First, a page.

Left to Right: Bust of Franklin D. Roosevelt by Jo Davidson, 1943. Courtesy, William J. vanden Heuvel. Photo, Uri Wegman. View of Roosevelt Memorial model and East River, looking west toward the United Nations and Manhattan. Basswood and canvas on unpainted wood base, 1974. George Pohl, photographer. George Pohl Collection, University of Pennsylvania Architectural Archives. Room sections and Garden, stair, and riprap details. From a set of architectural and landscaping drawings produced in 197475. Graphite on waxed linen. David Wisdom Architect and Mitchell/Giurgola Associates, Architects, a Joint Venture. Drawn by John Haaf and Michael Rubenstein.
COMING TO LIGHT:
The Louis I. Kahn Memorial to Franklin D. Roosevelt for New York City
I had this thought that a memorial should be a room and a garden. That’s all I had. Why did I want a room and a garden? I just chose it to be the point of departure. The garden is somehow a personal nature, a personal kind of control of nature, a gathering of nature. And the room was the beginning of architecture. I had this sense, you see, and the room wasn’t just architecture, but was an extension of self. Louis I. Kahn
Published in conjunction with an exhibition of the same name co-sponsored by The Irwin S. Chanin School of Architecture and the Franklin and Eleanor Roosevelt Institute at The Cooper Union from January 10 February 18, 2005, this catalogue examines the evolution of Louis I. Kahn’s design for the Roosevelt Memorial, his only completed late work that remains unbuilt.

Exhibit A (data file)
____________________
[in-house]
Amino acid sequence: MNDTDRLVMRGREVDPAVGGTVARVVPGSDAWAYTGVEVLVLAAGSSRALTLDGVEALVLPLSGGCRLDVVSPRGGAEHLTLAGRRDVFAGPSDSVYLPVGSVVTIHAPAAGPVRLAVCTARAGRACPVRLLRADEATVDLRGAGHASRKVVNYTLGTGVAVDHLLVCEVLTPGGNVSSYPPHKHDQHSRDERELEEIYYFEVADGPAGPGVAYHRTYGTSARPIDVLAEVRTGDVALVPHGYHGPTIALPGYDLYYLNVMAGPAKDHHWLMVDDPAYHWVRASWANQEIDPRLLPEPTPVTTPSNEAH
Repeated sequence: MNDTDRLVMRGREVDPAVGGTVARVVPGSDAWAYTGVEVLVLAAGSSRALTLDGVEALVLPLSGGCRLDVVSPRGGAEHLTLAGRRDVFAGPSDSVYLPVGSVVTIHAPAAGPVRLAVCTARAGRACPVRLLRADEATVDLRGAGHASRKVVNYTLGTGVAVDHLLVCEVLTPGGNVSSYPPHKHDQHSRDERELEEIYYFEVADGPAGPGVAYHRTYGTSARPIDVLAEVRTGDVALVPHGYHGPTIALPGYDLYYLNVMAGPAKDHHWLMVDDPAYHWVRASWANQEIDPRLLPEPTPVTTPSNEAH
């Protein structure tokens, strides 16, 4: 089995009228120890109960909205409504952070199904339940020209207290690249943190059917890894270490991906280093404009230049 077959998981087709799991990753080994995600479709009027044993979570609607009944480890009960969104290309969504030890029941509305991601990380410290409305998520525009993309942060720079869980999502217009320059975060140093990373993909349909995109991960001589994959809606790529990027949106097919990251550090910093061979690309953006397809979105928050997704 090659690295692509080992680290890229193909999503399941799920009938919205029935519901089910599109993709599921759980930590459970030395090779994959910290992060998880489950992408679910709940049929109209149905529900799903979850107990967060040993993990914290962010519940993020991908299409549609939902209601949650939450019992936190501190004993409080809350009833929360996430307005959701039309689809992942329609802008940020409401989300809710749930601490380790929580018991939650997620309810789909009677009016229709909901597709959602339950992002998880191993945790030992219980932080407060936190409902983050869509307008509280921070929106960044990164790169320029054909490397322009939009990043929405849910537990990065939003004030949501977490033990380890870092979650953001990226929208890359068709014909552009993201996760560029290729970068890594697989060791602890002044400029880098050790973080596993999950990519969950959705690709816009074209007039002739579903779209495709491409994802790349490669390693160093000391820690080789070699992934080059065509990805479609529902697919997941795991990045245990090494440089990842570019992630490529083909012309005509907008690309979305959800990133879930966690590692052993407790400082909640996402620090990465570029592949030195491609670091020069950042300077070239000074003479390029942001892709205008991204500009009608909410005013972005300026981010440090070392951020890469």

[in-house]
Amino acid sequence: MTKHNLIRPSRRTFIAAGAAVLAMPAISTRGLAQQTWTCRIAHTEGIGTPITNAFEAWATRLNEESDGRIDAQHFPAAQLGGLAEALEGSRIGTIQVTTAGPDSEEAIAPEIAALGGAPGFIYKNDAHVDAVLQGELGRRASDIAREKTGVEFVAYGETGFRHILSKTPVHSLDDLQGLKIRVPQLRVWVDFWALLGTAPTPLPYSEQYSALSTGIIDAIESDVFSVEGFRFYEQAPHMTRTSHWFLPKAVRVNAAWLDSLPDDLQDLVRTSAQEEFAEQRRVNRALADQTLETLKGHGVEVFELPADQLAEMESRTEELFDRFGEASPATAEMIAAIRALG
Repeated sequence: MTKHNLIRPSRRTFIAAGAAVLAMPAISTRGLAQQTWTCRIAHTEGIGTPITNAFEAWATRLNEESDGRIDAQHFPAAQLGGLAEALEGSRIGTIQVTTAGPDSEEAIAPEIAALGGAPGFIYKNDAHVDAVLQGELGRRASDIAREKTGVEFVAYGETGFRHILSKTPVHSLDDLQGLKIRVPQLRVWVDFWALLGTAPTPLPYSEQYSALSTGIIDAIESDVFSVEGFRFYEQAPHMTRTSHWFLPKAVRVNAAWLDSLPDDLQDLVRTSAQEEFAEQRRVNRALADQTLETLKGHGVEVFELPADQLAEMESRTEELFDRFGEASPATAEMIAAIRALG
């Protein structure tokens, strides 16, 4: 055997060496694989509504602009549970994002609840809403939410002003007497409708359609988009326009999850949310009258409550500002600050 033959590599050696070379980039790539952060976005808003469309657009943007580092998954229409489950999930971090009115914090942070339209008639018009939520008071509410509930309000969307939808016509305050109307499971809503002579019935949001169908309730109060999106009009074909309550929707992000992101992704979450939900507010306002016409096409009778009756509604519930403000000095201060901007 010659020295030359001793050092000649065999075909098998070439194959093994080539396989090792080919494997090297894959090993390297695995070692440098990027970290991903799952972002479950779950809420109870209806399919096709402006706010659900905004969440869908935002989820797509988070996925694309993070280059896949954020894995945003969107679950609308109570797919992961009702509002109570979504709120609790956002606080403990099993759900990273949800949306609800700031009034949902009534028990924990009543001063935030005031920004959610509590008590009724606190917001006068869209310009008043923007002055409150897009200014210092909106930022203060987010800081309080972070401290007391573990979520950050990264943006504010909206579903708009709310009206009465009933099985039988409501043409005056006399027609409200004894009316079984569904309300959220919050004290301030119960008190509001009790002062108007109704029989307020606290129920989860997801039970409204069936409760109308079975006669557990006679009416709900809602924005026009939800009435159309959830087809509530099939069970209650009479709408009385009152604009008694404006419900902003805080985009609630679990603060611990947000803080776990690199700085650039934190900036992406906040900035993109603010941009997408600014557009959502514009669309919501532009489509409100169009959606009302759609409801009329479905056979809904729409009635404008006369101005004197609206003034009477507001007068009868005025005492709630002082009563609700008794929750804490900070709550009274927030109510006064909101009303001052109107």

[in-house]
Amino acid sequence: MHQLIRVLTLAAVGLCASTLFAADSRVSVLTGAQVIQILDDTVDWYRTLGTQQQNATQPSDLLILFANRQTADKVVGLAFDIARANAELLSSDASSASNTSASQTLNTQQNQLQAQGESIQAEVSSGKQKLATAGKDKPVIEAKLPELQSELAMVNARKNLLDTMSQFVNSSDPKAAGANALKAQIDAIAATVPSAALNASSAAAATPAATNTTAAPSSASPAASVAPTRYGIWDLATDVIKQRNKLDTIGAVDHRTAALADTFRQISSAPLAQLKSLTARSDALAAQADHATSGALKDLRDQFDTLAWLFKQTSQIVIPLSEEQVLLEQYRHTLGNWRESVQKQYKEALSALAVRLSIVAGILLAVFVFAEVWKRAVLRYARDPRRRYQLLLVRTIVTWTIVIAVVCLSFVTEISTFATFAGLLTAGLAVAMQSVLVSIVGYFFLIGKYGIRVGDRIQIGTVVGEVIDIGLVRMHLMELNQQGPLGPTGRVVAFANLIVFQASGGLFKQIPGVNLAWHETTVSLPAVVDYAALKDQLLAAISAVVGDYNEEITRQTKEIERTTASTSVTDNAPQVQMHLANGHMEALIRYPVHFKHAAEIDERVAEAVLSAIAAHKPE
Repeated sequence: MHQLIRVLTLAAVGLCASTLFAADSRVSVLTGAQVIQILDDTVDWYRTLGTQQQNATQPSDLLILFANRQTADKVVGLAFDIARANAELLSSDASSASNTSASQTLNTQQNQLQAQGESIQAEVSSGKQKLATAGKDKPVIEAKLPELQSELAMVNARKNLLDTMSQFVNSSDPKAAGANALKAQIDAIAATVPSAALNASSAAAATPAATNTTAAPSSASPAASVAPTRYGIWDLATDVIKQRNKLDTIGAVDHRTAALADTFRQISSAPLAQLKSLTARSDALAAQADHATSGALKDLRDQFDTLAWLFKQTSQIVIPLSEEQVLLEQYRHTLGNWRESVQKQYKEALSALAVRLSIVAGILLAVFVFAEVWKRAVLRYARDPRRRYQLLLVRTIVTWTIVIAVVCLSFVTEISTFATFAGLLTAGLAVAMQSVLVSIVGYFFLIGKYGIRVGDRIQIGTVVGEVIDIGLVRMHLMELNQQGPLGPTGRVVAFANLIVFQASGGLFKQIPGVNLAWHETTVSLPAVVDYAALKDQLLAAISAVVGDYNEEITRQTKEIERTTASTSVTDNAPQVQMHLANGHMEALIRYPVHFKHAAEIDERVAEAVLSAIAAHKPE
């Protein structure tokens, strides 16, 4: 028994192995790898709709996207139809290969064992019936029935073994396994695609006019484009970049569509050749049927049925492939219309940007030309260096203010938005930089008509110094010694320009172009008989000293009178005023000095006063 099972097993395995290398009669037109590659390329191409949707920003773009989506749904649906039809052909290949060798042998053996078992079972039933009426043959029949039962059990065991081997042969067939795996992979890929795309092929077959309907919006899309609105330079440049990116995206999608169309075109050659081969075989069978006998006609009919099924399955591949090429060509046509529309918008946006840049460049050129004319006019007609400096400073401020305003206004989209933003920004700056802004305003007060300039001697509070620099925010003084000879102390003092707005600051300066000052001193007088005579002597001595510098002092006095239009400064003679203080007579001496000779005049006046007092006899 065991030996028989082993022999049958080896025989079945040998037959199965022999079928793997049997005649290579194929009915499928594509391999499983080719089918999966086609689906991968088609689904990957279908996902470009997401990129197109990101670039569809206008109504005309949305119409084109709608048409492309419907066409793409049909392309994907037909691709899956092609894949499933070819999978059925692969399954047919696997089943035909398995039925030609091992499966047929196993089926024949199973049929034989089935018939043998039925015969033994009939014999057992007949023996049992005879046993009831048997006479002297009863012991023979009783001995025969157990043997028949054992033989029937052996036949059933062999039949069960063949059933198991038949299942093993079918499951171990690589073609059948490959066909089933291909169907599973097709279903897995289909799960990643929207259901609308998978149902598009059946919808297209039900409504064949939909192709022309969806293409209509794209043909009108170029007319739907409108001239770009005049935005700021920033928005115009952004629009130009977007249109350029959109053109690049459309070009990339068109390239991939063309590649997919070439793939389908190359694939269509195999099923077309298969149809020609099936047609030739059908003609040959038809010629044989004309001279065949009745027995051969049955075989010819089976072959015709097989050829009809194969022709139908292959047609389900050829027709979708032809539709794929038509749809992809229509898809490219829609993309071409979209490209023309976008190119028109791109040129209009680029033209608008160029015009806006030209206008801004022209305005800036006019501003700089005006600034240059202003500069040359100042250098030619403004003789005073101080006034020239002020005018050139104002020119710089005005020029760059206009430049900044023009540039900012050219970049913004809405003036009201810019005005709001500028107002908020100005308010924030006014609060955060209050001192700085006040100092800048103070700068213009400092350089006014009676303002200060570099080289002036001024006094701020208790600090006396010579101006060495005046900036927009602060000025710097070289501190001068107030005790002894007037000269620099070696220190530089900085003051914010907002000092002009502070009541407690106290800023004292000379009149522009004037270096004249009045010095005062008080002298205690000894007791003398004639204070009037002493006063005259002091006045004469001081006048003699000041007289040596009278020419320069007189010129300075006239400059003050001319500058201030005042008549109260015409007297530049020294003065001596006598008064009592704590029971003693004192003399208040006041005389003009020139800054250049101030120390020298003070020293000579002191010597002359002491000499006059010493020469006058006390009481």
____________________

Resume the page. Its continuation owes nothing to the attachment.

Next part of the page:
Designed between 1972 and Kahn’s death in March 1974, the memorial to Franklin D. Roosevelt was to be constructed at Southpoint Park on the southern tip of Roosevelt Island. Reproduced within the book’s pages are illustrations of Kahn’s model and drawings for the memorial including previously unpublished sketches from a pocket notebook that Kahn carried with him during his travels. These are accompanied by the construction documents for the project, which were completed with the support of the office of Mitchell/Giurgola Architects and David Wisdom Architect after Kahn's death in March 1974.
The catalogue contains several major texts on both the Roosevelt Memorial and its context within the body of Kahn’s work. These include Kahn and the Civic Realm by Robert Geddes, Kahn and the Belated Monument by Michael J. Lewis, and Monument, Memory and Modernism by Anthony Vidler, Dean of The Irwin S. Chanin School of Architecture.
NY: THE IRWIN S. CHANIN SCHOOL OF ARCHITECTURE OF THE COOPER UNION, 2005.
48 PAGES. 12 X 8.
44 ILLUSTRATIONS, 25 IN COLOR.